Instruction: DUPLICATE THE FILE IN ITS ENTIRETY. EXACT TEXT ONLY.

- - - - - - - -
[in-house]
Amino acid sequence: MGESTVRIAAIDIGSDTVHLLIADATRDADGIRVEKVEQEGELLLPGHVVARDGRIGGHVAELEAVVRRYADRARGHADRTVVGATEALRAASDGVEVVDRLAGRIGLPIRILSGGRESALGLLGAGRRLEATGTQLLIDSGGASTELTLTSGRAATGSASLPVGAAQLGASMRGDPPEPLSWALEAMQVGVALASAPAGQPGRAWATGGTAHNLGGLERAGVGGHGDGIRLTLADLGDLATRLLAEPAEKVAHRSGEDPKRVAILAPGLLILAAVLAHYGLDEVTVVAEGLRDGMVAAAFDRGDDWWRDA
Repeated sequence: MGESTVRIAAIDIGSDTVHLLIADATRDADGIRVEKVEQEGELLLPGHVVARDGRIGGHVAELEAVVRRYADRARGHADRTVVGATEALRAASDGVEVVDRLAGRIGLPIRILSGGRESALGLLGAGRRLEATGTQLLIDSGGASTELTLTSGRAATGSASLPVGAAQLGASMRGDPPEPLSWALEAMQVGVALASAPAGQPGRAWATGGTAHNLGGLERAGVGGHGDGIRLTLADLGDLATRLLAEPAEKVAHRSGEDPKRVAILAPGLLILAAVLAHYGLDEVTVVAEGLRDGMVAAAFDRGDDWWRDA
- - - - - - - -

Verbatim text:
[in-house]
Amino acid sequence: MGESTVRIAAIDIGSDTVHLLIADATRDADGIRVEKVEQEGELLLPGHVVARDGRIGGHVAELEAVVRRYADRARGHADRTVVGATEALRAASDGVEVVDRLAGRIGLPIRILSGGRESALGLLGAGRRLEATGTQLLIDSGGASTELTLTSGRAATGSASLPVGAAQLGASMRGDPPEPLSWALEAMQVGVALASAPAGQPGRAWATGGTAHNLGGLERAGVGGHGDGIRLTLADLGDLATRLLAEPAEKVAHRSGEDPKRVAILAPGLLILAAVLAHYGLDEVTVVAEGLRDGMVAAAFDRGDDWWRDA
Repeated sequence: MGESTVRIAAIDIGSDTVHLLIADATRDADGIRVEKVEQEGELLLPGHVVARDGRIGGHVAELEAVVRRYADRARGHADRTVVGATEALRAASDGVEVVDRLAGRIGLPIRILSGGRESALGLLGAGRRLEATGTQLLIDSGGASTELTLTSGRAATGSASLPVGAAQLGASMRGDPPEPLSWALEAMQVGVALASAPAGQPGRAWATGGTAHNLGGLERAGVGGHGDGIRLTLADLGDLATRLLAEPAEKVAHRSGEDPKRVAILAPGLLILAAVLAHYGLDEVTVVAEGLRDGMVAAAFDRGDDWWRDA